Sorry you got a shitty one, Betsy. Bastards. The shitty things people do to perfectly nice people seems to be a common thread on the blogs of your adoring readers, as well…the Lerner Spillover Theory at work, I suppose.

  9. CJ — what a great thing to do.

    When I was 8 I wrote to Noel Straetfeild, she of the ballet shoes books. I received back a very proper air mail letter (tissue thin blue, paper that folded into its own envelope) from her, which thanked me with sincerity for letting her know that I loved her and her books. I will admit that I said “god bless you,” in my fan letter because I’d already said “your books mean so much to me,” and “thank you for writing them.” I was going for a big wrap up, I think. In her reply, Noel Straetfeild said that he would bless me too, which meant a lot to me because I didn’t feel very blessed and I also thought she was probably in contact with those who doled out blessings. I have never since done anything like that because I know that any subsequent contact with those whose work I love will not be written in fountain pen and will not thrill me as that one did.

    But maybe that is silly. Maybe it is time for Betsy to get some fan letters written on nice paper, in nice ink, with truths in them rather than poison.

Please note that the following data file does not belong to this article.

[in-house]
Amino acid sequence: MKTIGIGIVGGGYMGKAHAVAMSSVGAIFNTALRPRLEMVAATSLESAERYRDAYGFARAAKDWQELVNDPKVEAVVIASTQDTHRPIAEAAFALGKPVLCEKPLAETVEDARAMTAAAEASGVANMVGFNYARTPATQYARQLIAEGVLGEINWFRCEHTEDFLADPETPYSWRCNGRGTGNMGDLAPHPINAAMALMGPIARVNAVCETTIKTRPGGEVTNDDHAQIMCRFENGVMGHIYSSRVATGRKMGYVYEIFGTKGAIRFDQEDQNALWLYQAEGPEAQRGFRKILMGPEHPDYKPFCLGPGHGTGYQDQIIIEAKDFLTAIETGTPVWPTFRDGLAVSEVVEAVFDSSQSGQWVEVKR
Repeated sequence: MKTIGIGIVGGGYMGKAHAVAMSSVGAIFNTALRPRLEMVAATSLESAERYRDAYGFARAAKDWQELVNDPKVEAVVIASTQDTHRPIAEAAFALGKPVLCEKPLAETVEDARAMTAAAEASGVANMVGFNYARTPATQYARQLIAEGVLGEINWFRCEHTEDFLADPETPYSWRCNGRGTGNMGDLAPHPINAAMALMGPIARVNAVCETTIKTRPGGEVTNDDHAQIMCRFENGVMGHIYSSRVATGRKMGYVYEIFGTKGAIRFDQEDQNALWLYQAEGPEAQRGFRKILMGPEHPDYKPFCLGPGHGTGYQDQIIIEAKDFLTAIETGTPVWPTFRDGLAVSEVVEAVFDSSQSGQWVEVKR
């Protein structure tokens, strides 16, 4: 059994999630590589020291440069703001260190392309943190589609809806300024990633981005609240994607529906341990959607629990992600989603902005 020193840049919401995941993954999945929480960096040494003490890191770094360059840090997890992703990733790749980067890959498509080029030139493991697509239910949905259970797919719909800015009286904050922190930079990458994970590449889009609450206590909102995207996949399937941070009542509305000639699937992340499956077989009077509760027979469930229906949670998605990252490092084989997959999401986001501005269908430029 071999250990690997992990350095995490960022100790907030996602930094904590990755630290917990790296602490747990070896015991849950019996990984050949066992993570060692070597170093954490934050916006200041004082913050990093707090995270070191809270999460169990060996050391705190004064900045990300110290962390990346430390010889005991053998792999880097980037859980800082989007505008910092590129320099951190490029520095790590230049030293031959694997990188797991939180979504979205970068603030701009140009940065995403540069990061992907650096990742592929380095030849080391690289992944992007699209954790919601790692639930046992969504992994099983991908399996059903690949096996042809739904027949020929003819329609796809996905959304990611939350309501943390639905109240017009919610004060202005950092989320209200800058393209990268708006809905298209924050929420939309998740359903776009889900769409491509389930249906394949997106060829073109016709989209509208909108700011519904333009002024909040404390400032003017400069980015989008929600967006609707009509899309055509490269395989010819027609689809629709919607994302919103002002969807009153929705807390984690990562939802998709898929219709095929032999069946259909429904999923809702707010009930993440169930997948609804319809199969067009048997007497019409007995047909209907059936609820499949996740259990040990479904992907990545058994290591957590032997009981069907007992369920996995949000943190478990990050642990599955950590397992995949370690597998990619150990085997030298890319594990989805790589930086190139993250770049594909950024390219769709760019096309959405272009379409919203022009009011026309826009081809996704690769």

10. I write fan mail and receive fan mail. So nice when that sort of thing happens.

  11. Since I write middle grade and young adult novels, I get very sweet letters from kids. Sometimes, though, they want me to do their book reports. Those are funny. For me, getting letters from kids who have read my books and take the time to tell me what they like about the story/characters is the best part of being an author.

  12. When I was about eight or nine, I wrote to an author named Marian Cockrell, begging her to write a sequel to her book, Shadow Castle. She sent me a lovely reply, adding that if she ever did so, she hoped I wouldn’t be too old to read it. Sigh. I’d still read that sequel today.

    And I’m fairly certain that hate mail to a self-loather results in a double negative, canceling each other out.

  13. I’m sorry, Betsy. It’s always tough when someone tries to take a dump in your swimming pool. At least most of these people aren’t capable of pulling down their pants first.

    Sorry–analogy fail. Or do i mean metaphor? It’s late and I’m tired.

    I just don’t see the point of hate mail—where’s the payoff?

    But I’m always stoked when someone takes the time to tell me they liked what I’ve written. And it make me feel good to tell others that I like their stuff. Win.

  14. I’ve only written one fan letter in my life. It was several type-written pages so after I mailed it, I was remorseful, imagining the author wiping it for prints, conjuring stalker scenarios.